Stoke Mandeville 70: Aroldo Ruschioni recalls first Paralympics

Italian table tennis player one of first Paralympic champions in history 28 Jul 2018
By IPC

“I realised I made it only when I got the medal around my neck and that was the most emotional moment. Difficult not to cry, I felt lots of emotions inside. I was really proud of being one of the first Italian Paralympic champions. And I am still proud of that.”

Aroldo Ruschioni has an honour reserved for just a few: he is one of the first athletes to win a Paralympic gold medal. The Italian topped the podium in table tennis at his home Games in Rome, back in 1960.

With the 70th anniversary of the first Stoke Mandeville Games, which later became the Paralympic Games, on 29 July, we spoke to one of the first Paralympic athletes in history.

Ruschioni won the men’s doubles C title alongside compatriot Franco Rossi. Fellow Italian duo Giovanni Ferraris and Federico Zarilli came second while Great Britain’s Swindlehurst and Philipps were third.

“I really wanted to win, I was really motivated. I knew I was a good athlete and had chances to win medals,” said Ruschioni, who also took silver in wheelchair fencing.

“During the medal ceremony there were so many applauses. I really remember that moment as a very happy and emotional one. It is great to receive affection and appreciation from so many people; a great honour.

“I realised I made it only when I got the medal around my neck and that was the most emotional moment. Difficult not to cry, I felt lots of emotions inside. I was really proud of being one of the first Italian Paralympic champions. And I am still proud of that.”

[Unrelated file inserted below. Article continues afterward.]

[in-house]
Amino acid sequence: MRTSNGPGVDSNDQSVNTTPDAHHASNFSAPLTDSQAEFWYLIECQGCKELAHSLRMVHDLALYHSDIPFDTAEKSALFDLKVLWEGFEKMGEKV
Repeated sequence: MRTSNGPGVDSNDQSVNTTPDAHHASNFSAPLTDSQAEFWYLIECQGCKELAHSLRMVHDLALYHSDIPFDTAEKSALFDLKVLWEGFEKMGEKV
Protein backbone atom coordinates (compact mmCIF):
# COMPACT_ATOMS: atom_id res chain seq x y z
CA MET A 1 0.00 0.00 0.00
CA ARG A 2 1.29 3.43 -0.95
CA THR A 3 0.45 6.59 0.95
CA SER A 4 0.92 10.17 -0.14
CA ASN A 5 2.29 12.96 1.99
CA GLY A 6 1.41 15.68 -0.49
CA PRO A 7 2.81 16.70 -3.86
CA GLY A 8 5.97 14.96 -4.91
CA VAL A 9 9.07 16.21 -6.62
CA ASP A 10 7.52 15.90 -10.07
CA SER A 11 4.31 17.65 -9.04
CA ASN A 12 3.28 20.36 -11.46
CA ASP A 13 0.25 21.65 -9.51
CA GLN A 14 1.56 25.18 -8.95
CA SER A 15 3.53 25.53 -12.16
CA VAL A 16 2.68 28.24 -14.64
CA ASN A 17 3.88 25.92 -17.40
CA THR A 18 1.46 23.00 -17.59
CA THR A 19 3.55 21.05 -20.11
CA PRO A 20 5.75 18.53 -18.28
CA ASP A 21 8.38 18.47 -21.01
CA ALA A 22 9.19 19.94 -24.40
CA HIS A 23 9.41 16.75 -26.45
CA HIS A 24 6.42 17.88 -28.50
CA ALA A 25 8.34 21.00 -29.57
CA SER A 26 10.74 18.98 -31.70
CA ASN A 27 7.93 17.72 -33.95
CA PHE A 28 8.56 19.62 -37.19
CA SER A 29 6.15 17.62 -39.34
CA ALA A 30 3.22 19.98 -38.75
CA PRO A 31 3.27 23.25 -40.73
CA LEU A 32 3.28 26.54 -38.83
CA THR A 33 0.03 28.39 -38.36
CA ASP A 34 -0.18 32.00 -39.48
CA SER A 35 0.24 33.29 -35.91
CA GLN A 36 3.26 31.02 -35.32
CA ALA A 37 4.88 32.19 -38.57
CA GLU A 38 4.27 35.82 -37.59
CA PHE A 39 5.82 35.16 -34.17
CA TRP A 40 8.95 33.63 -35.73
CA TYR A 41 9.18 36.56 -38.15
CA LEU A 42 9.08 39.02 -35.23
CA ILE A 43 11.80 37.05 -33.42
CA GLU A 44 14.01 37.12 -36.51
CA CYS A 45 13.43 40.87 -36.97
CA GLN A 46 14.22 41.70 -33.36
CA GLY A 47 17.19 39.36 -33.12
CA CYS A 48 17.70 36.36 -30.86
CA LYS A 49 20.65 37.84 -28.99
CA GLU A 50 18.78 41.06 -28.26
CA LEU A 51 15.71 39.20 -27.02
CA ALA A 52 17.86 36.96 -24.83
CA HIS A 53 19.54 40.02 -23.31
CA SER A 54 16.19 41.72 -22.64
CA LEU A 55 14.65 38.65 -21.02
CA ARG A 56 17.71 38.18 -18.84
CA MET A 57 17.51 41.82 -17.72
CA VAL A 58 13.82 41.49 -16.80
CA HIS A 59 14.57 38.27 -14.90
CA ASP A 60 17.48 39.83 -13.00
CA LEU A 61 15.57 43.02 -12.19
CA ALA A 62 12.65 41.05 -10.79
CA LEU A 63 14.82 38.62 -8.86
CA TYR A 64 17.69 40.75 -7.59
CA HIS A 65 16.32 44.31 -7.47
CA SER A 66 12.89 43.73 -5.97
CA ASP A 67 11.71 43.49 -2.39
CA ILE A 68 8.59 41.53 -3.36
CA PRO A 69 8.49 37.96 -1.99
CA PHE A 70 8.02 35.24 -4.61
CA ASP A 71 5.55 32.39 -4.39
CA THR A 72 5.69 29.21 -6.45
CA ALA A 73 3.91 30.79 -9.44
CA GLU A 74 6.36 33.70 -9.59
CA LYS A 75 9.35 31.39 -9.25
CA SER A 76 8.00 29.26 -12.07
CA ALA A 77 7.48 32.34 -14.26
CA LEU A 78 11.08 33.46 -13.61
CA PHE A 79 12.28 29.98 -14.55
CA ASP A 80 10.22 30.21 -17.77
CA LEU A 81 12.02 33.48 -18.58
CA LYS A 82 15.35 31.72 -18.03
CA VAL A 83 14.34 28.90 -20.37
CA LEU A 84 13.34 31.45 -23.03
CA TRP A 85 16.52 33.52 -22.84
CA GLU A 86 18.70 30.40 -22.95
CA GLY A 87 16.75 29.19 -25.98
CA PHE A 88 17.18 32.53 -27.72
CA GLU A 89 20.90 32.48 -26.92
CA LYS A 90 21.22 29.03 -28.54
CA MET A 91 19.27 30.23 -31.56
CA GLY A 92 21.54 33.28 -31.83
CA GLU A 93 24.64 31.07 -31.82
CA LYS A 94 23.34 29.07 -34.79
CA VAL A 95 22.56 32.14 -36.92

Unfortunately for him, he does not keep the medals. “At that time we were not allowed to keep the medals and trophies. Not even the competition gear and kit. The federation or the training centre took them to display them in their facilities…I don’t really have much from my competitions.

“Anyway something no one will ever take away from me are the beautiful memories.”

A different era

Despite being those only the first official Paralympic Games, Ruschioni describes the organisation as great.

“It was great to welcome so many people from all over the world in Rome and there were no problems at all. Everything was built to help us and to meet our needs, the infrastructures and transports were great with elevators, busses to bring us to the venues…Great atmosphere.

“In terms of competition, it was a different era, the athletes weren’t specialised in a single discipline or sport; we were all competing in many of them.”

Forty-six years later he received well-deserved recognition at the Paralympic Winter Games in Torino, where he was named one of the torch bearers at the Opening Ceremony.

“I felt honoured and extremely happy when they remembered me and asked me to carry the torch at Torino 2006. Being remembered and being the first torch bearer was a great recognition for what I have done, better than any medal.”